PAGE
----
- Your brain knows what you’re up to. Telling yourself that you are starting a New Year’s resolution is like telling your brain, “Okay, this is that time of the year again—do your best, just like you did last year!” You are unique in many ways but one. Like the rest of us, you are a creature of habit. Chances are, you’ve programmed your brain to react to the phrase New Year’s resolution with a familiar algorithm:
- First, there is nervous anticipation
- Second, you become forgetful—but you feel guilty about it
- Then, you forget to feel guilty about forgetting
- Finally, guilty pleasures rule—Oh well, there’s always next year!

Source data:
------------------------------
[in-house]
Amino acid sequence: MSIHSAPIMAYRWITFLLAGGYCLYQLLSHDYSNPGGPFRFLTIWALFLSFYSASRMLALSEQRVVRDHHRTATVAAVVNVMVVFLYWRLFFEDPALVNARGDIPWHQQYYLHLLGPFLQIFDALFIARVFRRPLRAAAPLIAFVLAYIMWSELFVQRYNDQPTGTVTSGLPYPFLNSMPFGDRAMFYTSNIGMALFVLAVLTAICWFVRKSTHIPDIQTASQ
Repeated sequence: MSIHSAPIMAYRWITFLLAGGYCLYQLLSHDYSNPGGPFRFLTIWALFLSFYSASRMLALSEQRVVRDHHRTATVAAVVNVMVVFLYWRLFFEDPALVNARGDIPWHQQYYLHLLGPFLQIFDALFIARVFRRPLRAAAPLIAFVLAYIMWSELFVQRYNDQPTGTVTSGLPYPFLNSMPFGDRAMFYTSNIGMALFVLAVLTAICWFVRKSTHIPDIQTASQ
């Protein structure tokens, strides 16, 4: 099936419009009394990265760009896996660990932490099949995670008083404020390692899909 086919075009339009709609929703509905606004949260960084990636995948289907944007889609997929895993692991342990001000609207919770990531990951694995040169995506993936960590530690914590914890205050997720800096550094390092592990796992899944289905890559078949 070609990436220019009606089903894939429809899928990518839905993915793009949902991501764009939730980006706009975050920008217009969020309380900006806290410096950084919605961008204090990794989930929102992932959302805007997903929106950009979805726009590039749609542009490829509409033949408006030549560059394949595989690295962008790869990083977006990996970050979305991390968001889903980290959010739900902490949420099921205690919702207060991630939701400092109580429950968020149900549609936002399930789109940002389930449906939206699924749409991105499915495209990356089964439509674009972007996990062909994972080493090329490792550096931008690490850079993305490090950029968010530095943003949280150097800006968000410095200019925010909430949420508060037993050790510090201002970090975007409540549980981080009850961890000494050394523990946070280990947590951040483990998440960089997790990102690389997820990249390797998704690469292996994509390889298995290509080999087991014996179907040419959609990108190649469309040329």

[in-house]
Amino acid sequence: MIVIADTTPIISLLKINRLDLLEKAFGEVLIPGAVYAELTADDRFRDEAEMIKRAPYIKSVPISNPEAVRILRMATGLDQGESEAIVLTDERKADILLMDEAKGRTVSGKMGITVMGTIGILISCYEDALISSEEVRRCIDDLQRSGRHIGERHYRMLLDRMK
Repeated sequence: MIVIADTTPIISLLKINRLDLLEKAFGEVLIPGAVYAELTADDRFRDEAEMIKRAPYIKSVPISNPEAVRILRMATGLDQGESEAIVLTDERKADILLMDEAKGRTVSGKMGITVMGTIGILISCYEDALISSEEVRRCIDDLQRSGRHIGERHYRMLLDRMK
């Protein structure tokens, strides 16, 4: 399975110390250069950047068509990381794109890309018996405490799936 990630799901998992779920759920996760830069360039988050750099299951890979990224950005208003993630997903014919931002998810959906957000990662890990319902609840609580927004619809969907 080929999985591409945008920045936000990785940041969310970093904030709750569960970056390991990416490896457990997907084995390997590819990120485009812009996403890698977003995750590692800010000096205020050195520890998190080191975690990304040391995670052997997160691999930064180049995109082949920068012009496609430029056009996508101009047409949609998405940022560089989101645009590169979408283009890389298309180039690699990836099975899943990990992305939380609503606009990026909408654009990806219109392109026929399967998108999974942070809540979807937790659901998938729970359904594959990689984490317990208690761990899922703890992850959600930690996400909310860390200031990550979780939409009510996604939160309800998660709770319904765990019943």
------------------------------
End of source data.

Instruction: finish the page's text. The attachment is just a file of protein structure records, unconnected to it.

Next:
The worst thing you can do is to tell yourself that you are doing another resolution. Here’s what you can do instead…
- If change were was really important to you, would you wait until next year to make it happen? Using the New Year as an excuse to change is like saying, “I’d workout tomorrow—if tomorrow were Monday!” The excitement for the New Year lasts for about a day. Afterwards, you’ve got to return to work, school, and life, as usual. When change is important—really important—the date doesn’t matter ‘cause NOW is the time. Check out this surprisingly easy way to make change important enough to start now…